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Student advocate attend ceremonial bill signing

Coalition for Tobacco-Free Hawaii representatives and Kealakehe High School students who advocated for the measure joined Mayor Billy Kenoi and Councilman Dru Mamo Kanuha for a ceremonial signing of Bill 135. (Hawaii 24/7 photo by Karin Stanton)

Karin Stanton | Hawaii 24/7

A handful of student advocates joined Mayor Billy Kenoi and Councilman Dru Kanuha on Thursday afternoon as they signed into law Bill 135 to raise the legal age of sale of all tobacco products, including e-cigarettes to 21 in Hawaii County.

The Coalition For A Tobacco-Free Hawaii (CTFH) West Hawaii and East Hawaii Coalitions and staff from the Campaign for Tobacco-Free Kids worked closely with West Hawaii Councilmember Dru Mamo Kanuha and his staff to pass this bill.

Hawaii County Council unanimously passed Nov. 20.

“I signed this bill for the benefit of our community, and most importantly, our kids,” Kenoi said. “Mahalo to Councilman Kanuha for hearing their voices and having the courage to follow through. With all of the known harmful effects of tobacco use, this measure is in the best interest of public health and safety.”

Kenoi admitted the legislation would not change behavior immediately, but said it is a small step toward a healthier community overall.

He praised Kanuha for his courage and vision in introducing the bill and also commended the students for participating in the civic process and becoming advocates for an issue they believe is important.

Kanuha said he understands the new law is not a game-changer, but he hopes it will put a wider barrier between smoking adults and teenagers.

“We all know smoking can kill you; that not at issue. We’re only the fourth county in the nation to pass legislation that raises the tobacco distribution age to 21,” he said. “The bottom line is protecting our youth and building healthier communities.”

More than 40 students from Kealakehe and Konawaena high schools attended the initial committee hearing Oct. 15 and the final reading Nov. 20, wearing T-shirts stating ‘One Good Reason’ with an arrow pointing up toward their face. Additionally, Waiakea High School students submitted nearly 300 pieces of written testimony.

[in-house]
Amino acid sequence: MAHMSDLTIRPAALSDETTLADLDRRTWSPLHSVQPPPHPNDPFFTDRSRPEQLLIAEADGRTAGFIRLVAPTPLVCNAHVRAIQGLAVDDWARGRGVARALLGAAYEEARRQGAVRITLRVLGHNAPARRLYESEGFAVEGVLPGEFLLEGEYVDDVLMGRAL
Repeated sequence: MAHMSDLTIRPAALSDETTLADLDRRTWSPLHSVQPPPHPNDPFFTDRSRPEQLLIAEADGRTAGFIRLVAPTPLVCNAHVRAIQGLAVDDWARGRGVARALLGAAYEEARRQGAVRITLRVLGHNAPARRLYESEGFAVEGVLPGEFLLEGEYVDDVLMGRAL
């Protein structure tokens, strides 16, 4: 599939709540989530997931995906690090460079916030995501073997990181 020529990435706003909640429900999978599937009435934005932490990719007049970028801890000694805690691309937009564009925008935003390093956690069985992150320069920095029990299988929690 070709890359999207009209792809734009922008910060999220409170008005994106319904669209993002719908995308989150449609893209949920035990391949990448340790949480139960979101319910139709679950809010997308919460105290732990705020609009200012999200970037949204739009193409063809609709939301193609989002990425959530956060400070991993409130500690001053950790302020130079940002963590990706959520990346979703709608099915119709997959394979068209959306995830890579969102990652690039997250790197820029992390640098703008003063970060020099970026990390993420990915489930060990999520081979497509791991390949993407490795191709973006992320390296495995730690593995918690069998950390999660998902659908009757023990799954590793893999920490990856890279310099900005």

“We are deeply grateful to Councilmember Kanuha and his staff for creating a bill that was easy for the other councilmember’s to support,” said Sally Ancheta, East Hawaii Coalition coordinator for CTFH. “We thank Mayor Kenoi for taking the initiative to protect our youth and supporting the many voices that came to testify.”

According to CTFH, more than 90 percent of smokers became daily tobacco users before the age of 18.

The Coalition for a Tobacco-Free Hawaii (CTFH) works to build, sustain and support a statewide coalition to create a tobacco-free Hawaii.

— Find out more:
www.tobaccofreehawaii.org
www.twentyonereasons.org
www.hiphi.org

One Response to “Student advocate attend ceremonial bill signing”

  1. DT says:

    Can’t a retailer deny the sale of tobacco to a minor who is 18 – 20 years of age, but is exempt by law? Individuals who are under age 21 may still purchase tobacco as long as they turn 18 before 7/01/14. Sounds crazy, but they are exempt and may continue purchasing tobacco legally for 3 years despite being only 18, due to the grandfather clause in the bill. The burden is on the retailer to authenticate the ID and train their associates to properly calculate the age. One mistake, the retailer gets hit with a fine and the associate can lose his/her job. Yet the minor who illegally purchased tobacco using trickery (some are good at this) will get away scot free. Go figure.

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